What do I Need to Do?

Realize that there won’t be a country-wide change on October 1. Card-issuing companies are trying to get EMV cards to customers before that date so that they aren’t liable after the deadline hits. You’ll likely receive an email, letter, or notice on your bank or credit card company’s website about the new standard, and how they plan to roll it out [Broken URL Removed]. Most will probably go by current card expiration date, so it may be a bit before you see your shiny new card arrive.

If you’re interested in getting a new card right away, contact your company by phone, email, or even Twitter and ask what can be done. Keeping on top of your finances is essential 8 Websites to Help You Plan Your Financial Future Personal financial planning is a vital aspect of modern living and you need to understand it. These websites will help you improve your bank balance or wipe out your overdraft. Read More , as we’ve been writing about recently, and these cards are just one more way to protect yourself.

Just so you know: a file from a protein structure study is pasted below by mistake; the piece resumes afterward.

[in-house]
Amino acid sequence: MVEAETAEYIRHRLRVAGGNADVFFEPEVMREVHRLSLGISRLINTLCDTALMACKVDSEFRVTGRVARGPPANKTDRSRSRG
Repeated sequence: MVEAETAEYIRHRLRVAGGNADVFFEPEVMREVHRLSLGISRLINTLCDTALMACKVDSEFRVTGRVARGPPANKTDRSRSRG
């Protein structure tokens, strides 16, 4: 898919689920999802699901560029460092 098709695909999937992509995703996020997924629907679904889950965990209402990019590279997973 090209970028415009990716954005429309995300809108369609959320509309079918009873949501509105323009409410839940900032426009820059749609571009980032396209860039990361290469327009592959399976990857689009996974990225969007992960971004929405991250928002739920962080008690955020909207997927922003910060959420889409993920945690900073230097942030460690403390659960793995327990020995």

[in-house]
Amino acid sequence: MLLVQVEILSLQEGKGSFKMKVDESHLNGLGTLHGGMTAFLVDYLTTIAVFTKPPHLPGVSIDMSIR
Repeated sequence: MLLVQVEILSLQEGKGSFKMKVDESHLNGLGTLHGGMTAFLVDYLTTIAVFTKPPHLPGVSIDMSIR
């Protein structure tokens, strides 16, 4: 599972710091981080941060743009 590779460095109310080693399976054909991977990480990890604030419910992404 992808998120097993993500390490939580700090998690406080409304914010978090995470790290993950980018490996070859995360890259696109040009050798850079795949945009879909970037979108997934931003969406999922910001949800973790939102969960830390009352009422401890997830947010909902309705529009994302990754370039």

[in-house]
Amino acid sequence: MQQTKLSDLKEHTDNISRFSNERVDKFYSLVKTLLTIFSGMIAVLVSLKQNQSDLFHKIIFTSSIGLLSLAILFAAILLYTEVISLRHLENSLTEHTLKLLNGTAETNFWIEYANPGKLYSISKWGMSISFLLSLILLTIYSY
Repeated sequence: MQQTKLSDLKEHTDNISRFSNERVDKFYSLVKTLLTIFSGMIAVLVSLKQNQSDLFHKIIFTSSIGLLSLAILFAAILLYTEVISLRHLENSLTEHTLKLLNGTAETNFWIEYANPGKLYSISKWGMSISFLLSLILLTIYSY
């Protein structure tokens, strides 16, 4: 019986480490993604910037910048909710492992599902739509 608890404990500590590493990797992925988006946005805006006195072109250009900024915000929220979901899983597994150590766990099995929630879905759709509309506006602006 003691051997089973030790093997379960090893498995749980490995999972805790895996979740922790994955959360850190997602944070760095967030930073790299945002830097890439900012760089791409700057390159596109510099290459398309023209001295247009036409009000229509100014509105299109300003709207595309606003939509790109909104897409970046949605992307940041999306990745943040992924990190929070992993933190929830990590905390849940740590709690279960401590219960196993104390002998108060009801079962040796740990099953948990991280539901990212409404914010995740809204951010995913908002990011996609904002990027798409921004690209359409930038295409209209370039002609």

Chip cards won’t be a revolutionary change, but they are an important one. Now you know all about them and what to expect as they begin appearing in the wild.


Interested in more about card payments? Check out five PayPal alternatives to consider The 8 Best PayPal Alternatives for Making Online Payments PayPal is the biggest online payment provider, but it's not the only one. Here are the best alternatives to PayPal you can try. Read More , as well as Android tools that allow you to accept credit cards on-the-go Credit Card Processing On Android: Best Tools For Accepting Payment Want to process credit card payments on your Android device? Here are the best tools for getting it done. Read More (and what this means for the EMV standard!)